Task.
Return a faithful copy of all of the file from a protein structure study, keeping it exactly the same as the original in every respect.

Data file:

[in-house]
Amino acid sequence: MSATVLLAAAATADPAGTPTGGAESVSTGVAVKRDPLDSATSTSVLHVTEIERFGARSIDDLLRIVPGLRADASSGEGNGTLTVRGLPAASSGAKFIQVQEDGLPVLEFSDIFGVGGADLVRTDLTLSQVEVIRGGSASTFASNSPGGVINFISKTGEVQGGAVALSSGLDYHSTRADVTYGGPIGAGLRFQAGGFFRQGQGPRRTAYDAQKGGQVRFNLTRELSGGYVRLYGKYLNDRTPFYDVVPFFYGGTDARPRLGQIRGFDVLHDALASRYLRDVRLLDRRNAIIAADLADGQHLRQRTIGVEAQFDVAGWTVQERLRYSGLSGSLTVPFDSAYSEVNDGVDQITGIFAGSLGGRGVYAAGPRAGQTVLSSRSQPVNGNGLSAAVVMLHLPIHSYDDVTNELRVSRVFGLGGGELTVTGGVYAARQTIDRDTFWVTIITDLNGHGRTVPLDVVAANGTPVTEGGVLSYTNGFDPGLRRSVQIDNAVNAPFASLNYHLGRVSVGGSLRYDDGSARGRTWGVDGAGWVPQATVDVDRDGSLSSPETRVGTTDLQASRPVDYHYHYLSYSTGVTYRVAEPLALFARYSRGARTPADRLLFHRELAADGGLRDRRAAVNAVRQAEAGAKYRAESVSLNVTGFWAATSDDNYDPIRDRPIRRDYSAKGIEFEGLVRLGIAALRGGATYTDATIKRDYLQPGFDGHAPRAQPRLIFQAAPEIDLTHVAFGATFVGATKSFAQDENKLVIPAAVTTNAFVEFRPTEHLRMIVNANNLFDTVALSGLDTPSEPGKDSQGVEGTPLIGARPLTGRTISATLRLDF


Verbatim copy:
[in-house]
Amino acid sequence: MSATVLLAAAATADPAGTPTGGAESVSTGVAVKRDPLDSATSTSVLHVTEIERFGARSIDDLLRIVPGLRADASSGEGNGTLTVRGLPAASSGAKFIQVQEDGLPVLEFSDIFGVGGADLVRTDLTLSQVEVIRGGSASTFASNSPGGVINFISKTGEVQGGAVALSSGLDYHSTRADVTYGGPIGAGLRFQAGGFFRQGQGPRRTAYDAQKGGQVRFNLTRELSGGYVRLYGKYLNDRTPFYDVVPFFYGGTDARPRLGQIRGFDVLHDALASRYLRDVRLLDRRNAIIAADLADGQHLRQRTIGVEAQFDVAGWTVQERLRYSGLSGSLTVPFDSAYSEVNDGVDQITGIFAGSLGGRGVYAAGPRAGQTVLSSRSQPVNGNGLSAAVVMLHLPIHSYDDVTNELRVSRVFGLGGGELTVTGGVYAARQTIDRDTFWVTIITDLNGHGRTVPLDVVAANGTPVTEGGVLSYTNGFDPGLRRSVQIDNAVNAPFASLNYHLGRVSVGGSLRYDDGSARGRTWGVDGAGWVPQATVDVDRDGSLSSPETRVGTTDLQASRPVDYHYHYLSYSTGVTYRVAEPLALFARYSRGARTPADRLLFHRELAADGGLRDRRAAVNAVRQAEAGAKYRAESVSLNVTGFWAATSDDNYDPIRDRPIRRDYSAKGIEFEGLVRLGIAALRGGATYTDATIKRDYLQPGFDGHAPRAQPRLIFQAAPEIDLTHVAFGATFVGATKSFAQDENKLVIPAAVTTNAFVEFRPTEHLRMIVNANNLFDTVALSGLDTPSEPGKDSQGVEGTPLIGARPLTGRTISATLRLDF